Second Wave |
by Michael Alan Nelson, Chee (Boom, 2007)
Second Wave offers as realistic a portrayal as one could get when it's an all-out alien invasion. Everything about this graphic novel finds the happy medium of the "aliens attack" genre. The story isn't loaded with opportunely connected characters in films like Independence Day, yet the characters aren't completely clueless victims of happenstance like the ones in Cloverfield. It isn't jam-packed with over-the-top action sequences, yet we're not subjected to dozens of pages of talking heads discussing alien philosophy. It is a riveting realistic exploration of the real/regular world turned upside down from an otherworldly invasion.
Chee's artwork follows perfectly in-step with the story, providing a refreshing realism in the depiction of these characters and their surroundings. No one is a drop-dead knockout nor is anyone an ugly caricature; instead, everyone falls somewhere in-between. Miles isn't the prototypical square-jawed dashing hero that will save the day. Instead he is an approaching-middle-age regular guy who has bad vision (which provides him with distinctive hexagonal glasses that make him instantly recognizable). The post-invasion landscape and cityscape aren't simply charred wastelands; instead, beyond particular areas of destruction, there is a jarring juxtaposition of the regular pre-invasion world with these towering alien creatures moving across the countryside.
The focus isn't on the aliens; the characters and their humanity are key to this story's success. While central character Miles has a slight connection (perhaps?) to the aliens, he's not the oh-so-convenient key to the survival of humanity. In Miles, Nelson and Chee show an average guy (sometimes to a fault, as the flashback sequences show) who wasn't a hero when the first wave of alien attacks came. When the second wave comes a week later, he decides to make a difference this time around. His ongoing struggle with survivor's guilt, fed by inner demons and memories of lost opportunities, contrasts greatly with his desire to help out others.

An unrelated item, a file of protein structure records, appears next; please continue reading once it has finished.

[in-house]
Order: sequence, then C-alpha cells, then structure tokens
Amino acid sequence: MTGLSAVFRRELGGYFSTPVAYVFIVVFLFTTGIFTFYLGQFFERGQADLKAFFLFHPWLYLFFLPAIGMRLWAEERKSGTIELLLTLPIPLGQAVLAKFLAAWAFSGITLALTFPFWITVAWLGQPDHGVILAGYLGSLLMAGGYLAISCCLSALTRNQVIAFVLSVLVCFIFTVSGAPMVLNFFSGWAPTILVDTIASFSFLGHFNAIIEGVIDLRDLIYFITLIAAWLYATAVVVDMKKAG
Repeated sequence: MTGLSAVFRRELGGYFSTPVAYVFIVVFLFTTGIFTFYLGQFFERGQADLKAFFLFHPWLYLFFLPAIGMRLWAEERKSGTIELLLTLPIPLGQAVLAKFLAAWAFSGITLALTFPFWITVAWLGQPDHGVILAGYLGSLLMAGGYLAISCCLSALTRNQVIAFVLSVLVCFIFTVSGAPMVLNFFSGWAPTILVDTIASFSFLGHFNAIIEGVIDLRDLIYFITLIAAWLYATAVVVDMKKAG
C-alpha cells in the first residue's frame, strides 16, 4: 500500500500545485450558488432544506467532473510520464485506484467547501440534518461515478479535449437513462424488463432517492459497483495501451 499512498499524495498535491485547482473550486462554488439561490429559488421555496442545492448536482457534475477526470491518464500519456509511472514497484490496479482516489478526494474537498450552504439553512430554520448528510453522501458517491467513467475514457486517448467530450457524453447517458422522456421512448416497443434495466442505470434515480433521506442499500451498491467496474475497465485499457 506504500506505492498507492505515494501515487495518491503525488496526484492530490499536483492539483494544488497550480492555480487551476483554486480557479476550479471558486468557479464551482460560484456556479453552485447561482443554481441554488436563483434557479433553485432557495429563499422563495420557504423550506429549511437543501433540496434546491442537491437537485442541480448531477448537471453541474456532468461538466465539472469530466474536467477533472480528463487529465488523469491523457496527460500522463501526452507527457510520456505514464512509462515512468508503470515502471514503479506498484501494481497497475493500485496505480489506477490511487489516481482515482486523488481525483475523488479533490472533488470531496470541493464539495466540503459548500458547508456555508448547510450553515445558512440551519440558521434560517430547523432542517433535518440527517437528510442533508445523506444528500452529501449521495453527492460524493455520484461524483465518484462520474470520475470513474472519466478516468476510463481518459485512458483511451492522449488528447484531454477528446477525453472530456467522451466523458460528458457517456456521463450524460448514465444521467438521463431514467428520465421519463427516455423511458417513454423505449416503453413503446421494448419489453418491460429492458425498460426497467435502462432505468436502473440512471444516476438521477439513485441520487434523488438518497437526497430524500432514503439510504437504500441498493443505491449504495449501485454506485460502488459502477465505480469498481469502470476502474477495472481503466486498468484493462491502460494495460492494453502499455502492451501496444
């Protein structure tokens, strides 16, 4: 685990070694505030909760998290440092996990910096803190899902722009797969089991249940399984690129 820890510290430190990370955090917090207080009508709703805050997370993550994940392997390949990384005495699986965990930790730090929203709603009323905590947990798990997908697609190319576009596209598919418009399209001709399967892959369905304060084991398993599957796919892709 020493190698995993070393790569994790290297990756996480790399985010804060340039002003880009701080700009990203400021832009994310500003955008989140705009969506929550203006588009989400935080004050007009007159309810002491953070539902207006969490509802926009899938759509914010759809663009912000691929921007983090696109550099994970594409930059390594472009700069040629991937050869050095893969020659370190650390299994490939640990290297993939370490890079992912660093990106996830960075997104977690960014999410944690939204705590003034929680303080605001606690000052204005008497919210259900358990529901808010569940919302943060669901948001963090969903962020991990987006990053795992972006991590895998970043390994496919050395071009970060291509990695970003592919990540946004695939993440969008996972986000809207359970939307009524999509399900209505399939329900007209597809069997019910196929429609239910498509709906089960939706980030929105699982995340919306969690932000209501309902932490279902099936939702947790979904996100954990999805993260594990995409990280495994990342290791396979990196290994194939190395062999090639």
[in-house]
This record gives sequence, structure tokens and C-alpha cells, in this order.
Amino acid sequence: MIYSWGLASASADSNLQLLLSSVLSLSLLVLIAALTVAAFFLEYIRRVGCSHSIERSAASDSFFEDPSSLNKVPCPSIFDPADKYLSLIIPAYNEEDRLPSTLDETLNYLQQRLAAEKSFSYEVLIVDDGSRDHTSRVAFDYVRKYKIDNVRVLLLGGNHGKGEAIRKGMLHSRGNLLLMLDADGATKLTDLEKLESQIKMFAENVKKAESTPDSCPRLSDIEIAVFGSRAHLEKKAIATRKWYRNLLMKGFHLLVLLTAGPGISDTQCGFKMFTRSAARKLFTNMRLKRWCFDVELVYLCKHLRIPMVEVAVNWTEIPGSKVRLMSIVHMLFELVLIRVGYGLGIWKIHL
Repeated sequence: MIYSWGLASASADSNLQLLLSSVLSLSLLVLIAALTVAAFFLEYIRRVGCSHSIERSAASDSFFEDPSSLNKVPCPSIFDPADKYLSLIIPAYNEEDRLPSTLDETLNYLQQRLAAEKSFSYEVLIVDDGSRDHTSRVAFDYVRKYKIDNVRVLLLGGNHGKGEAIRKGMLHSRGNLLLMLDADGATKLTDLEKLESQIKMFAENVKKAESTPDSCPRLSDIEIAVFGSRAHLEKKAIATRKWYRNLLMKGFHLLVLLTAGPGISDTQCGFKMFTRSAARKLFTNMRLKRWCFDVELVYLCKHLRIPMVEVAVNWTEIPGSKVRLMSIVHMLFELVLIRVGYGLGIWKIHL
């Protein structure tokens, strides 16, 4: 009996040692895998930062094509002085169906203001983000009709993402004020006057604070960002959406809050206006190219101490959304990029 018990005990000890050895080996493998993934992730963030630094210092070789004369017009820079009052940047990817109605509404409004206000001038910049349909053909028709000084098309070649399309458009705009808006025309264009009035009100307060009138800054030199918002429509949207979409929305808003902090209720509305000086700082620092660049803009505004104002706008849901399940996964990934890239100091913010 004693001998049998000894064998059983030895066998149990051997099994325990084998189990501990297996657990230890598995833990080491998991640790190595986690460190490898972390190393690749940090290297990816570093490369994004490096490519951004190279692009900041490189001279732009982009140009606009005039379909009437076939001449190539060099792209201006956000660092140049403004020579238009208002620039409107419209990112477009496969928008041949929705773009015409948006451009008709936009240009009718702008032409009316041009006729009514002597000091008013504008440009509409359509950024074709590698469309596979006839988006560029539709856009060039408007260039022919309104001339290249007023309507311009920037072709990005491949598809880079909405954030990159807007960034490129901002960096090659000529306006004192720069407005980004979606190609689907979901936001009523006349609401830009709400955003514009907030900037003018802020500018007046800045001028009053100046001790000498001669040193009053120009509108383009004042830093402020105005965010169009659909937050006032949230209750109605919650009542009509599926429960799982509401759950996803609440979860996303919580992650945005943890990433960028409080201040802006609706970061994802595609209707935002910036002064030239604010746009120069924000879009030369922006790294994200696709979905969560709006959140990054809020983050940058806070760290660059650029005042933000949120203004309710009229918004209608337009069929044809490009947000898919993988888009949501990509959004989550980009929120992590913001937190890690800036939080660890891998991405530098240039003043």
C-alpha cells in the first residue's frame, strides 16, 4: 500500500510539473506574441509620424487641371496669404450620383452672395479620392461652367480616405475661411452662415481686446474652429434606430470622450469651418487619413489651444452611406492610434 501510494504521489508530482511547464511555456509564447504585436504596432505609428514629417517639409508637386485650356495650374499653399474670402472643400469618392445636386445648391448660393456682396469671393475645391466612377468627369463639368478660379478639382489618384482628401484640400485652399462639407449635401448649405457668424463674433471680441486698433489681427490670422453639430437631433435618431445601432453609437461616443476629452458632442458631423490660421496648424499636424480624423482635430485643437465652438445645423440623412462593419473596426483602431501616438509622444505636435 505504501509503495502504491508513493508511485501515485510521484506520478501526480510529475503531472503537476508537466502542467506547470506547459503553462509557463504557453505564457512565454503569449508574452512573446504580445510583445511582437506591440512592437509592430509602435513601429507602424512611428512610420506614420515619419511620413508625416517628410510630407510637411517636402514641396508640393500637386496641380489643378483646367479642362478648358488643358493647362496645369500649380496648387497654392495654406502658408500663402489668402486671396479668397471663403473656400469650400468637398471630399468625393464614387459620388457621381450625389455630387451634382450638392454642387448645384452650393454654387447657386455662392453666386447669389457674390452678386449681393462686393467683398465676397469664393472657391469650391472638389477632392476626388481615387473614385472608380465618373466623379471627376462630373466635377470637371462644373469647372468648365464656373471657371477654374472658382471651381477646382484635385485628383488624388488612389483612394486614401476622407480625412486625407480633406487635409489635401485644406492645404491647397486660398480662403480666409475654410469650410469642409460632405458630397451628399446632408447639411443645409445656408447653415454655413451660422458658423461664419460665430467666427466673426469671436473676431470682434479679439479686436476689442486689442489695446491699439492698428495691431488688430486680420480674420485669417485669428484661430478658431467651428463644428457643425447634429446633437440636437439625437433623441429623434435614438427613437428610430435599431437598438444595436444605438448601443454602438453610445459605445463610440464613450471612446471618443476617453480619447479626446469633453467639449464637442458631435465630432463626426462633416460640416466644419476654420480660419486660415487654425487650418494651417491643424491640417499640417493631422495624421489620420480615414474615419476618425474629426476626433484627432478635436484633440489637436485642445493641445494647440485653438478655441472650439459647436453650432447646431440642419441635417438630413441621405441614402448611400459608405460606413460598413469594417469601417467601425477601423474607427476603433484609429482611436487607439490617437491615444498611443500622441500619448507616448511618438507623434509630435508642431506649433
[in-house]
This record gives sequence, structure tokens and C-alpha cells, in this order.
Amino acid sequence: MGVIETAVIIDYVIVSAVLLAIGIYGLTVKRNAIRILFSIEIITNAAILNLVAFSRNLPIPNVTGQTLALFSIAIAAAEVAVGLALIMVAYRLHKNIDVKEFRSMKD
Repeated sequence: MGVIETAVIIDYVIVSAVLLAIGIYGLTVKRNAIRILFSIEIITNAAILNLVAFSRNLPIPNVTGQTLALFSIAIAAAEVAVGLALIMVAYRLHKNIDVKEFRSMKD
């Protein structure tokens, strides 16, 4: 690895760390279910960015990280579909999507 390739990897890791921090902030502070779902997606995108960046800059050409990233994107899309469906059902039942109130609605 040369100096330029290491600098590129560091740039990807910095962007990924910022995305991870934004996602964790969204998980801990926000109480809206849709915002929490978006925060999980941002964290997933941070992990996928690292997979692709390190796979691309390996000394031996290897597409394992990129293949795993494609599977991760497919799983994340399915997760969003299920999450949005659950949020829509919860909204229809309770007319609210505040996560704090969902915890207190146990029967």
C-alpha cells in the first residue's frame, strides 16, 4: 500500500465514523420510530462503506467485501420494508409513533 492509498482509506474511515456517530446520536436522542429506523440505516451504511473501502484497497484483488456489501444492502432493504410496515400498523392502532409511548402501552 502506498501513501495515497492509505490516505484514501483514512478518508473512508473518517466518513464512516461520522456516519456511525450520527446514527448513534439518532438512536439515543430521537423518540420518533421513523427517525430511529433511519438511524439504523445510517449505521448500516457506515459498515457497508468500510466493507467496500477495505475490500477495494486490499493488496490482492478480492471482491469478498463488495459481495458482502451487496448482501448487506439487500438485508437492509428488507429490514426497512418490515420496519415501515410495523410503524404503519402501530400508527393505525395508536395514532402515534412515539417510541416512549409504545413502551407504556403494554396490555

The other characters that show up throughout the story offer a nice cross-section of society, be it in attitude, race, gender, etc. Miles's best friend Duke has a personality as loud as the orange shirt on his back. Jane is bitter at the global upheaval, taking out her frustration on Miles, yet she's steadfast in her love of her teenage daughter, Cora. Ever antsy for a fight, James and his aggressive nature risks life and death to protect his diabetic daughter Ronni. In the town of Eddington, this group is further joined by an odd yet tough nurse, a silent autistic boy and a smart-mouthed junkie.
Please don't write off Second Wave as just another alien invasion story. In so many stories of this genre, the characters are paper-thin stereotypes secondary to the coolness of the aliens. In this particular story, the aliens aren't nearly as interesting as the characters; we don't get a bunch of morose, sadsacks simply struggling for survival -- we get an intriguing mixture of humor, anger, sadness and persistence. It is in that mixture that we see not the best nor the worst, but the fascinating in-between reality of humanity.
C. Nathan Coyle
31 May 2008
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